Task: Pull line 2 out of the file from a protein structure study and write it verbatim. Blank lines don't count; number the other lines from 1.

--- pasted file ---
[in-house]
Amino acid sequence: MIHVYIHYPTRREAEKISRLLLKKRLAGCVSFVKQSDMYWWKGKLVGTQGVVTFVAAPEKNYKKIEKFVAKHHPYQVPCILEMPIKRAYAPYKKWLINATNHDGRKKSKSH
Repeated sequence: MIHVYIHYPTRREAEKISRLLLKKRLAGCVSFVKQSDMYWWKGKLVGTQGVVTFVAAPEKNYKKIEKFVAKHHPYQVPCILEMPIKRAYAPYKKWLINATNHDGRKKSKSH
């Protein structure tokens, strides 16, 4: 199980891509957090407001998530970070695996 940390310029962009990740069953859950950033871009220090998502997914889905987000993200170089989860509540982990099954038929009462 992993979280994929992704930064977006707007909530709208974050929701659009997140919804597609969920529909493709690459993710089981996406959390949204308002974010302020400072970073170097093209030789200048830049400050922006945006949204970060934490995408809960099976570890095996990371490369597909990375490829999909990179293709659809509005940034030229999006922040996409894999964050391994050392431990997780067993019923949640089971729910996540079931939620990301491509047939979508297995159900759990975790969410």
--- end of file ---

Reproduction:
Amino acid sequence: MIHVYIHYPTRREAEKISRLLLKKRLAGCVSFVKQSDMYWWKGKLVGTQGVVTFVAAPEKNYKKIEKFVAKHHPYQVPCILEMPIKRAYAPYKKWLINATNHDGRKKSKSH